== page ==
Computational complexity studies intractable problems like NP-complete problems, which are conjectured to require more computational resources than can be provided by the fastest computers. The intractability of this problem leads to a concrete realization of information asymmetry. Computational complexity immediately implies the existence of hard-to-price derivatives, albeit unnatural ones. Consider for example a derivative whose contract contains a 10,000 digit integer n and has a nonzero payoff if the unemployment rate next January, when rounded to the nearest integer, is the last digit of a factor of n. Computational complexity can be related to the bounded rationality concept in economics. A seller who knows he has a non-lemon would be unwilling to sell for $800, and would therefore withdraw from the market. The market would be left only with lemons, and knowing this, buyers would refuse to buy any car.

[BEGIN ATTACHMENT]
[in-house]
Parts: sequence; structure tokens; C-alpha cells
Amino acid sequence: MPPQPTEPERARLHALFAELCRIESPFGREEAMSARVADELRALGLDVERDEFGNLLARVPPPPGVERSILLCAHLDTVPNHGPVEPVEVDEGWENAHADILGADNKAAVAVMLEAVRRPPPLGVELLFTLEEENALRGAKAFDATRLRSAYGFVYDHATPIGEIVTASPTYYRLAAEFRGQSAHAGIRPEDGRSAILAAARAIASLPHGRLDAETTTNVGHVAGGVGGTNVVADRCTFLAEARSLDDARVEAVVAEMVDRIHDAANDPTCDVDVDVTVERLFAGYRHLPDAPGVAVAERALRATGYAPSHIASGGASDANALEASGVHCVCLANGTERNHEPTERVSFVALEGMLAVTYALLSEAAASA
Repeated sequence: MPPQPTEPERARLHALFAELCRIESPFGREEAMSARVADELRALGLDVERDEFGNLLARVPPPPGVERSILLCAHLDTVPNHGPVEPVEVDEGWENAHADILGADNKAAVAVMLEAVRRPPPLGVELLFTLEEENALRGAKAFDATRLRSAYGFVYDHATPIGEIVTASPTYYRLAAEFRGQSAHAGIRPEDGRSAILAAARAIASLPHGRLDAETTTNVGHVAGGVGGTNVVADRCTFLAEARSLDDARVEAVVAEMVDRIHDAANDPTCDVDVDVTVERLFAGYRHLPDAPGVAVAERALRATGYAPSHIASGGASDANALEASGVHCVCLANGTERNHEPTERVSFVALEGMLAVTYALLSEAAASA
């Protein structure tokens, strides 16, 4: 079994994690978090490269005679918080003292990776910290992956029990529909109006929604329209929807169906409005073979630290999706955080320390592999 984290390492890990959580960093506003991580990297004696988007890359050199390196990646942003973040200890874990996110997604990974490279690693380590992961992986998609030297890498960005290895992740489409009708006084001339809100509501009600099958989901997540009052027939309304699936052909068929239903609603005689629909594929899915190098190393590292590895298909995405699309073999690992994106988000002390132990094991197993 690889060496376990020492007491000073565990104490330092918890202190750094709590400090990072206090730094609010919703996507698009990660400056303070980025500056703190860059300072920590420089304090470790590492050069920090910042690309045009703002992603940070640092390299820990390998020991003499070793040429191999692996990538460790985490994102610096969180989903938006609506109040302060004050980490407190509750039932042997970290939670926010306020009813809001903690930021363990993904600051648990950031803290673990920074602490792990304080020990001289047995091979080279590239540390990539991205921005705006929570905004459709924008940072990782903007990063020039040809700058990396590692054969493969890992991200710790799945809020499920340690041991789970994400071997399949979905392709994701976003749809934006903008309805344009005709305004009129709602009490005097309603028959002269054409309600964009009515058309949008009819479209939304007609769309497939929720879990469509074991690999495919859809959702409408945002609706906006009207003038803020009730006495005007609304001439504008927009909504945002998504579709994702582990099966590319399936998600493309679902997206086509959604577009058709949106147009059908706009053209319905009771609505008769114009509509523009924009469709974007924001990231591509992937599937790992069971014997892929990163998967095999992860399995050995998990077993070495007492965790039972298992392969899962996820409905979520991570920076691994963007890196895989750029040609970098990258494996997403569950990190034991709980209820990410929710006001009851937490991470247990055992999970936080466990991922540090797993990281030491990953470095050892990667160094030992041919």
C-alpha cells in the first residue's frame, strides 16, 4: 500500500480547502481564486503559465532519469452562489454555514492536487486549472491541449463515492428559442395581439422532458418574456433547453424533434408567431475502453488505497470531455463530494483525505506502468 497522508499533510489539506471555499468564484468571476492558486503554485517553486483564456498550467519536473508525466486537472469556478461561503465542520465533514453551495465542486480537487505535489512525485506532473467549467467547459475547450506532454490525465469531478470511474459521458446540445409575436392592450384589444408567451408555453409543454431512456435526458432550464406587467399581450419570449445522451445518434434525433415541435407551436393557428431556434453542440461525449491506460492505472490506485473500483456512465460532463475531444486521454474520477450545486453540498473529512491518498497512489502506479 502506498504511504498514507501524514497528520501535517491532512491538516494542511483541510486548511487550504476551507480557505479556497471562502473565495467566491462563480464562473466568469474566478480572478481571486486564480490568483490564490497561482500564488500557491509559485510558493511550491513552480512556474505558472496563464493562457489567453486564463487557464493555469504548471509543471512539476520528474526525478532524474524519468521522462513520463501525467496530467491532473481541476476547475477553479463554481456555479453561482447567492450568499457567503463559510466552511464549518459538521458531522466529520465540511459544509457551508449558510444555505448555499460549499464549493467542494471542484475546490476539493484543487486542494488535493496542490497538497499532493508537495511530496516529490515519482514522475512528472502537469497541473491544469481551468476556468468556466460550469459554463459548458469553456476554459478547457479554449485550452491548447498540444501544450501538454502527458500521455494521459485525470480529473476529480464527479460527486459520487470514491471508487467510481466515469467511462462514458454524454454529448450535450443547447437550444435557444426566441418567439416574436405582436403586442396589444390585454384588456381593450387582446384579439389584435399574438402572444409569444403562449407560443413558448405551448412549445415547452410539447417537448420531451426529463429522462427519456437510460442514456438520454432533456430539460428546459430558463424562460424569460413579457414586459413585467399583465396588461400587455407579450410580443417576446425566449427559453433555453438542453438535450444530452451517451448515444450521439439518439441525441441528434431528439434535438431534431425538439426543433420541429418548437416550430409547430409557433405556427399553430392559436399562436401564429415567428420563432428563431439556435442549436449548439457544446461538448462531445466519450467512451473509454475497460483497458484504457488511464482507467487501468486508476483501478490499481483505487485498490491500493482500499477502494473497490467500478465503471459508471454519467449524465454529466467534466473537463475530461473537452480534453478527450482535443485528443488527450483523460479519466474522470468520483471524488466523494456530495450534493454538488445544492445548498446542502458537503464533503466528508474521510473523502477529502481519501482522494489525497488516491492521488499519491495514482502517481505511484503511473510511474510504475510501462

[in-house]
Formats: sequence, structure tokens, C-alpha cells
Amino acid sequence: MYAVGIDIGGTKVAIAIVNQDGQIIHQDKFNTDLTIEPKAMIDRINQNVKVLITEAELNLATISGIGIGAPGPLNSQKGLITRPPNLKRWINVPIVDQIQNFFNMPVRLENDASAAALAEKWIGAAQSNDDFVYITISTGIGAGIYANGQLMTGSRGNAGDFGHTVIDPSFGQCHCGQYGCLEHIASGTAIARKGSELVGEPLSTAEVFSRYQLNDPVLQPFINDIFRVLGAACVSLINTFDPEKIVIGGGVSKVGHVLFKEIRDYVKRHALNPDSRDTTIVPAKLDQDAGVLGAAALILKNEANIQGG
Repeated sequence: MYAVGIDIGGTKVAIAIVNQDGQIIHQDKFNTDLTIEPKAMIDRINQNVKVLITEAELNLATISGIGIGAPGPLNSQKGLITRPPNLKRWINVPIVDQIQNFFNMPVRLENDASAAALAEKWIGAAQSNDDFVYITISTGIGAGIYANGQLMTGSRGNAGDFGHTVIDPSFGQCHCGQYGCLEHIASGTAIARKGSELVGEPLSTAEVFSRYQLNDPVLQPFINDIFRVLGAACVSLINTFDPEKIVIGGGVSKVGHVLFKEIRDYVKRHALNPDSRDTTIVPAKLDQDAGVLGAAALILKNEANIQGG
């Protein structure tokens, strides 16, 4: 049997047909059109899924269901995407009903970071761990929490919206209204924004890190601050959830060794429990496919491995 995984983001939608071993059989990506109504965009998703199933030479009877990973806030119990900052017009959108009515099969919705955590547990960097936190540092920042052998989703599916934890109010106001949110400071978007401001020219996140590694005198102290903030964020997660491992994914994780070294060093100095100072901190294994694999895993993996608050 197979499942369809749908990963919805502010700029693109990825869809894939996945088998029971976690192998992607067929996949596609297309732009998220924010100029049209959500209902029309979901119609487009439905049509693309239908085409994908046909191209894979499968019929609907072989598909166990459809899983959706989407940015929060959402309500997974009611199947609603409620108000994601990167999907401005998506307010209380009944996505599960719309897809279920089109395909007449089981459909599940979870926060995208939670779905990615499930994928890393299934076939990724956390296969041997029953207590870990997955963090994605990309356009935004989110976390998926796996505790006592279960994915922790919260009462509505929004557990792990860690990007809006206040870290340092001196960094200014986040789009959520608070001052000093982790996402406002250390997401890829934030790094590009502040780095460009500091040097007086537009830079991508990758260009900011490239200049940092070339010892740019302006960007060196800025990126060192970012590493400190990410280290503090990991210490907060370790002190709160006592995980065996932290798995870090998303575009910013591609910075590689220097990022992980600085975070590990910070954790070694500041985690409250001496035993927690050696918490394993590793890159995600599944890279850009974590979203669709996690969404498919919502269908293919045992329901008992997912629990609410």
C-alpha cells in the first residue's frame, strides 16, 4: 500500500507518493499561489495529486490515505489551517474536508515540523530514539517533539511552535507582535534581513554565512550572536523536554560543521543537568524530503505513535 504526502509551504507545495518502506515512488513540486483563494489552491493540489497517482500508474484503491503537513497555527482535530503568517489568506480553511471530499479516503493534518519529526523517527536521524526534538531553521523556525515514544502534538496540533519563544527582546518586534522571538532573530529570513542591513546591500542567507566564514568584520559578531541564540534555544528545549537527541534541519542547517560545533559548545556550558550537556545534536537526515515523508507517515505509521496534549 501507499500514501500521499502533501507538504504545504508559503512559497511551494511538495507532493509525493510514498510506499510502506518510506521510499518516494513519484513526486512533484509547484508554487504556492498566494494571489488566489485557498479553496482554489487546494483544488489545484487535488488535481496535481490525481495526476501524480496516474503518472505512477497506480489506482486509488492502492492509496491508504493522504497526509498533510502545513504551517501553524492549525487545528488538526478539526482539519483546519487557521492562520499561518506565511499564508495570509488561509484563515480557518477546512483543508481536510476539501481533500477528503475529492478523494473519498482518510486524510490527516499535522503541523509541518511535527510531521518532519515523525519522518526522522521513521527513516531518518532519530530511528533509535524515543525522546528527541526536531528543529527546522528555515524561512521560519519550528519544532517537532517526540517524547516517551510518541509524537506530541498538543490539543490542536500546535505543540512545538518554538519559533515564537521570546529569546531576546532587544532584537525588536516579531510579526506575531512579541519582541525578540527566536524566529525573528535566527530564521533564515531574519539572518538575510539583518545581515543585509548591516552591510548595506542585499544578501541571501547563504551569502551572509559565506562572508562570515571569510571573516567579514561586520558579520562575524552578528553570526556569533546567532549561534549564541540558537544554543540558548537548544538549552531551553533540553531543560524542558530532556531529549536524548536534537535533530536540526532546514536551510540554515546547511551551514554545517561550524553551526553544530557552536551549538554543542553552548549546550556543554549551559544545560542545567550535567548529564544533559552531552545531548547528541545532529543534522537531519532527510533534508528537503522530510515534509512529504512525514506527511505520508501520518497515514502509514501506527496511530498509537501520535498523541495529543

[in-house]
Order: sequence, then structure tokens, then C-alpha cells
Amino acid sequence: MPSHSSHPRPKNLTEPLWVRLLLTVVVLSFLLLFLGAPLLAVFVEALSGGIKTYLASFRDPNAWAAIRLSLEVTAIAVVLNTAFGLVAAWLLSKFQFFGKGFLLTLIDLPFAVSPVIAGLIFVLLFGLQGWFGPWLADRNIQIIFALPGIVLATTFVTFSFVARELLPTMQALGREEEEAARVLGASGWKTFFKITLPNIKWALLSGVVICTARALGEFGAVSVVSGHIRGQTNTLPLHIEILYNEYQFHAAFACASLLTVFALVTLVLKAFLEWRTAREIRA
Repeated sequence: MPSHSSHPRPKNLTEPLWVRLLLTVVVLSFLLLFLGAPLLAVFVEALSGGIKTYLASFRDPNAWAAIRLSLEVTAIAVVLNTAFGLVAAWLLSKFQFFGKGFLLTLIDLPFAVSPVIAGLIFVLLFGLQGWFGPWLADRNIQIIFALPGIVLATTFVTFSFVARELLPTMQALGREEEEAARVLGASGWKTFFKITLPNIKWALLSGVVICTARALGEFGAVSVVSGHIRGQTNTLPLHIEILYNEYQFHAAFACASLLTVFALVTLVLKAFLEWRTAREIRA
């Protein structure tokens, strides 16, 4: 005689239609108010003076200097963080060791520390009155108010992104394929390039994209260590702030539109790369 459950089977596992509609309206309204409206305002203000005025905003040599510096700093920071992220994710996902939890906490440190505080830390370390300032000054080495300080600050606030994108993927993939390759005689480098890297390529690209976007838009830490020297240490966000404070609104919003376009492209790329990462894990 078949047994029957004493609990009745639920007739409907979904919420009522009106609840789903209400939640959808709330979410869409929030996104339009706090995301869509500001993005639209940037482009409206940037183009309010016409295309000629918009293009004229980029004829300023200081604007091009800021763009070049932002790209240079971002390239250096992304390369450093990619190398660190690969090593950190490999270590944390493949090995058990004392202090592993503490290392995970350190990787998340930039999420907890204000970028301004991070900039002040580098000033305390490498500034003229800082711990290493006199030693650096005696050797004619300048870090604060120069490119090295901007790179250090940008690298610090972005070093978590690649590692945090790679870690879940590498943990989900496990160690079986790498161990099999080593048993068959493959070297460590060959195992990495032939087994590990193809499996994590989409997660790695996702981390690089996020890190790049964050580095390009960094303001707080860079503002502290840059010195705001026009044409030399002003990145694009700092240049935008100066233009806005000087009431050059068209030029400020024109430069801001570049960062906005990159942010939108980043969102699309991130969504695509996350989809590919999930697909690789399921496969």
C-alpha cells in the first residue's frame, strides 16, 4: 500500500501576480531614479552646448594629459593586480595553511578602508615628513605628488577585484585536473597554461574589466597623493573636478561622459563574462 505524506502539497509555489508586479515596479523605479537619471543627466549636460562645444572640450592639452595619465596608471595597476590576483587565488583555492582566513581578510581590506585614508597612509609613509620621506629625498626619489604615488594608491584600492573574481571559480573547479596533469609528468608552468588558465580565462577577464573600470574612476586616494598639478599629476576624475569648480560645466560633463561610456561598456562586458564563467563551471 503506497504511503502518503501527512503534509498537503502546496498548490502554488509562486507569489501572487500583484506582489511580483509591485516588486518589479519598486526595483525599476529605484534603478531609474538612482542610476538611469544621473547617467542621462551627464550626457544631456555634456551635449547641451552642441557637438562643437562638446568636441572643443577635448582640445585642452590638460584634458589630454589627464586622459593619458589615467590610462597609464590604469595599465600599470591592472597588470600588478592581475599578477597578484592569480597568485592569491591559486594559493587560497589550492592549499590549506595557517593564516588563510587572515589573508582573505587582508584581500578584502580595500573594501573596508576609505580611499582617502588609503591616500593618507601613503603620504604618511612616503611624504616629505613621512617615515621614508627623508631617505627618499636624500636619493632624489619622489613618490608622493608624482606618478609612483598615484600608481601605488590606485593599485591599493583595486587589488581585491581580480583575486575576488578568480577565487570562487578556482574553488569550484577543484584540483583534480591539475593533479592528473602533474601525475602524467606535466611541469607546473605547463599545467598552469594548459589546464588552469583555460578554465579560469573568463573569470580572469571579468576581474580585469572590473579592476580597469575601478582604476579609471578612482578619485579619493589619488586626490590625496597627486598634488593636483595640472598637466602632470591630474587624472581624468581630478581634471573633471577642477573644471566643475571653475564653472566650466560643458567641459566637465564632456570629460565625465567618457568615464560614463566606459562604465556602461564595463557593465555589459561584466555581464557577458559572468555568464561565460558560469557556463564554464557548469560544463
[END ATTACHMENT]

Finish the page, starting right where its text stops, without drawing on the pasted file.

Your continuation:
All Science Journal Classification (ASJC) codes
- General Computer Science